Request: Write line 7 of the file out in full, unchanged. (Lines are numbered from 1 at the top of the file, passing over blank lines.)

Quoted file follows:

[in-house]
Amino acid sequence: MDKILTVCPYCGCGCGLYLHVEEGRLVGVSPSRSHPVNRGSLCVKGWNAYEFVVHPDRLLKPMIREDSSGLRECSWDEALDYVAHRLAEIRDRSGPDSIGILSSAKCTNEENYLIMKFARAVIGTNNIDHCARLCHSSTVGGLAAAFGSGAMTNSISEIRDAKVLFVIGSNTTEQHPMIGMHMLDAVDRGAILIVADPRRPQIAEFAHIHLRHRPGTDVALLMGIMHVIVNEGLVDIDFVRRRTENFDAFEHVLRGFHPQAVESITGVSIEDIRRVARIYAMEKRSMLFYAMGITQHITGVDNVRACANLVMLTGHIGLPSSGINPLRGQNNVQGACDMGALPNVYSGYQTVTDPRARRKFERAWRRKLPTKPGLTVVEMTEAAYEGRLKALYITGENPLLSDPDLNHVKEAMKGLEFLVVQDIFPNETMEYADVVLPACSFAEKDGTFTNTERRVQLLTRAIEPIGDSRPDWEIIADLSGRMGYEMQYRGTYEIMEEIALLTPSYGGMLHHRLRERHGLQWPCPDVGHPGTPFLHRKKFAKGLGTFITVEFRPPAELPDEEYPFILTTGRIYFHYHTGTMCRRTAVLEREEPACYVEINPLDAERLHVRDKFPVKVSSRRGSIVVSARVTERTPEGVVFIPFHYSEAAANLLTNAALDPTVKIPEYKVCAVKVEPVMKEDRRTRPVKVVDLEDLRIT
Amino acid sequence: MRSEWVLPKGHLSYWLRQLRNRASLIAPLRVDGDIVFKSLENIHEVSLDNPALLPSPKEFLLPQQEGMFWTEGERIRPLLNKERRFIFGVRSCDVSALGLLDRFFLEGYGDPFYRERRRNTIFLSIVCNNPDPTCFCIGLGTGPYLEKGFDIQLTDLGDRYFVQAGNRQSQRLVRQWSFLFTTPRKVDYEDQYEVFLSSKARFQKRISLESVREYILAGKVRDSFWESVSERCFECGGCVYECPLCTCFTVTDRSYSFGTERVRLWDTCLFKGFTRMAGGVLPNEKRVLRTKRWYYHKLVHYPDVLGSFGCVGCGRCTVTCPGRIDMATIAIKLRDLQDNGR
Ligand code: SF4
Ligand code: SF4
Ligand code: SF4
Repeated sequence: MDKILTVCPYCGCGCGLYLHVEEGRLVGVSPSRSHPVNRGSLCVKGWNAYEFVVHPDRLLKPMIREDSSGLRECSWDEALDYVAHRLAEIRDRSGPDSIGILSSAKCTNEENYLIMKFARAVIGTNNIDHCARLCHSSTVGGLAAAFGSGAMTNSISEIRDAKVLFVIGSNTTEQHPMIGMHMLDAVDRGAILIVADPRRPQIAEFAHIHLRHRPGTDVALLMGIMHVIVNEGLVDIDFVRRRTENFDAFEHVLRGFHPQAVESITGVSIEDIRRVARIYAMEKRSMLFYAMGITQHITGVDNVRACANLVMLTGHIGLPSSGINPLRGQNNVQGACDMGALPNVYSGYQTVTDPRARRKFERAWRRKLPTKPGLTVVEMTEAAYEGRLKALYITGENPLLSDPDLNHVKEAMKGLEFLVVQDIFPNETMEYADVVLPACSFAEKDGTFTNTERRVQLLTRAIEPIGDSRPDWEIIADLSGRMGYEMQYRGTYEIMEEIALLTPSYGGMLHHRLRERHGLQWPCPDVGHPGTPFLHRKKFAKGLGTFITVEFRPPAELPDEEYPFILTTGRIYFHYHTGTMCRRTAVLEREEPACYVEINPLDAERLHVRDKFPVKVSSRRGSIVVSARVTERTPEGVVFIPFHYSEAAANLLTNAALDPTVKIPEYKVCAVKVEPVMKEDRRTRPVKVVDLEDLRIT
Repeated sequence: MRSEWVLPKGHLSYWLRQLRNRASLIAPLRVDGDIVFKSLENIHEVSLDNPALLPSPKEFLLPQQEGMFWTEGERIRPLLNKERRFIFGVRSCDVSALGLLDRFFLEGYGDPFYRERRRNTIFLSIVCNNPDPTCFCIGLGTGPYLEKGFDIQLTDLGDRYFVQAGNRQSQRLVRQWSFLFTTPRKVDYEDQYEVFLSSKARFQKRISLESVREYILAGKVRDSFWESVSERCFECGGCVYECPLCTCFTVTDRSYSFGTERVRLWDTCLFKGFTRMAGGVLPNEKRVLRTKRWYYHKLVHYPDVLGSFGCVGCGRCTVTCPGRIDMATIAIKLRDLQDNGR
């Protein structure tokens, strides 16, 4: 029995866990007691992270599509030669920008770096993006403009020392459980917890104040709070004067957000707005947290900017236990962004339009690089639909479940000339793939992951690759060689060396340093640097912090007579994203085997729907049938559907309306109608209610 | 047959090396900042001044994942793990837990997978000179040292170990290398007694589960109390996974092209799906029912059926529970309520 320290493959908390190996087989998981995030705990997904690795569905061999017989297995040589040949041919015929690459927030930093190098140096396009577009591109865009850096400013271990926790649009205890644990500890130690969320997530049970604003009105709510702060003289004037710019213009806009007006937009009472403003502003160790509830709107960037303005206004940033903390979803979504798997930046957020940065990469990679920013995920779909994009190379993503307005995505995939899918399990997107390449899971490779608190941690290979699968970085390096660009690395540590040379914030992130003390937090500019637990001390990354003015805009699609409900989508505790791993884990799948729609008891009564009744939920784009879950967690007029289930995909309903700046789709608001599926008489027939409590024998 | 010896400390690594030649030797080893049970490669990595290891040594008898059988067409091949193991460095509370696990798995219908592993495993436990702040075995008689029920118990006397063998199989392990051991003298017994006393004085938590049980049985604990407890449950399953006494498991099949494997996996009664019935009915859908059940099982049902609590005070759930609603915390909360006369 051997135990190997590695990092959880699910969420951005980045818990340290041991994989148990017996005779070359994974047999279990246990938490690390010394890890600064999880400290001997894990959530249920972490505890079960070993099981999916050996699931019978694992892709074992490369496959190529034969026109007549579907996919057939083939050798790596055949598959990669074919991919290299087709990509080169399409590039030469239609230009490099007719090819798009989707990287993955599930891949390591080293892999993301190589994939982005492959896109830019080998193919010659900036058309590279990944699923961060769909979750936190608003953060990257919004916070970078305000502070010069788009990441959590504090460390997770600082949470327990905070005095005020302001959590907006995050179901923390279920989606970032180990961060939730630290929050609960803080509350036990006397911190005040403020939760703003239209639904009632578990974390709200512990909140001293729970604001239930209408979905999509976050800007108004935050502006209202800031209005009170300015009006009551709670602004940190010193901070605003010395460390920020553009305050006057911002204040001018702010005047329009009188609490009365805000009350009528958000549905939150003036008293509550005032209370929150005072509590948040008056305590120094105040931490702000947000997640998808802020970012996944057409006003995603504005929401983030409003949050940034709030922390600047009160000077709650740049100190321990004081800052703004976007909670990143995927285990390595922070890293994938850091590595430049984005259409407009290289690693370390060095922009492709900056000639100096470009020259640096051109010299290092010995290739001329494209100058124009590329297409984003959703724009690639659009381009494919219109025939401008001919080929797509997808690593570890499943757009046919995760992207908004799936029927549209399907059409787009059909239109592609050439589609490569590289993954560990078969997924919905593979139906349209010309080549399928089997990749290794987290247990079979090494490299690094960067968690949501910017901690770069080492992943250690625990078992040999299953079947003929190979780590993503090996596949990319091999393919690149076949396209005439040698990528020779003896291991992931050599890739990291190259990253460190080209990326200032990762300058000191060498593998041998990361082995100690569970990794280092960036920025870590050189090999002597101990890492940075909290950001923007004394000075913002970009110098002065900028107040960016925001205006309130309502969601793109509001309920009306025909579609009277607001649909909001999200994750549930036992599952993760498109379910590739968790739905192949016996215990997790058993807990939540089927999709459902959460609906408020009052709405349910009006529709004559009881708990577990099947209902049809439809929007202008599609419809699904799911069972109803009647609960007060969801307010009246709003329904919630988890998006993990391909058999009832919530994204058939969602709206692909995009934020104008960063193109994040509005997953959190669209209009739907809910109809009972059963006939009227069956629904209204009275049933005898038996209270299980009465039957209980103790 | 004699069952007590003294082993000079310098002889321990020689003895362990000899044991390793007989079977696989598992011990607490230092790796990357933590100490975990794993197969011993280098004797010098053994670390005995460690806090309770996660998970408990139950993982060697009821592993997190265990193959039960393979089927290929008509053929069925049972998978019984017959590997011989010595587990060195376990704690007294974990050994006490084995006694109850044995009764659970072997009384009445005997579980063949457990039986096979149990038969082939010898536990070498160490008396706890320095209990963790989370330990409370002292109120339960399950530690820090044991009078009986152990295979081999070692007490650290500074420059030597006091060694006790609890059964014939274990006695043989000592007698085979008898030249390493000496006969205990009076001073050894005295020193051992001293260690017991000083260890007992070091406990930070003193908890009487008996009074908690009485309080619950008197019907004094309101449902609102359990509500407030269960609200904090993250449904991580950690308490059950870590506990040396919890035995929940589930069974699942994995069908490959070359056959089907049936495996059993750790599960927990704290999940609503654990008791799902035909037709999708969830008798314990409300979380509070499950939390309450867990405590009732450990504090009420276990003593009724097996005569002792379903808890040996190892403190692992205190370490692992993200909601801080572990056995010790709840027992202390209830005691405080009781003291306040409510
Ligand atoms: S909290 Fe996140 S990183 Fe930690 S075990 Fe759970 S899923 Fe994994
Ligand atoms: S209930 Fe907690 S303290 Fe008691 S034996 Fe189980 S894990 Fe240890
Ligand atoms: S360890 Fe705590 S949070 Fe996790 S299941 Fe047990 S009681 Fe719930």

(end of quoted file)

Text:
Repeated sequence: MDKILTVCPYCGCGCGLYLHVEEGRLVGVSPSRSHPVNRGSLCVKGWNAYEFVVHPDRLLKPMIREDSSGLRECSWDEALDYVAHRLAEIRDRSGPDSIGILSSAKCTNEENYLIMKFARAVIGTNNIDHCARLCHSSTVGGLAAAFGSGAMTNSISEIRDAKVLFVIGSNTTEQHPMIGMHMLDAVDRGAILIVADPRRPQIAEFAHIHLRHRPGTDVALLMGIMHVIVNEGLVDIDFVRRRTENFDAFEHVLRGFHPQAVESITGVSIEDIRRVARIYAMEKRSMLFYAMGITQHITGVDNVRACANLVMLTGHIGLPSSGINPLRGQNNVQGACDMGALPNVYSGYQTVTDPRARRKFERAWRRKLPTKPGLTVVEMTEAAYEGRLKALYITGENPLLSDPDLNHVKEAMKGLEFLVVQDIFPNETMEYADVVLPACSFAEKDGTFTNTERRVQLLTRAIEPIGDSRPDWEIIADLSGRMGYEMQYRGTYEIMEEIALLTPSYGGMLHHRLRERHGLQWPCPDVGHPGTPFLHRKKFAKGLGTFITVEFRPPAELPDEEYPFILTTGRIYFHYHTGTMCRRTAVLEREEPACYVEINPLDAERLHVRDKFPVKVSSRRGSIVVSARVTERTPEGVVFIPFHYSEAAANLLTNAALDPTVKIPEYKVCAVKVEPVMKEDRRTRPVKVVDLEDLRIT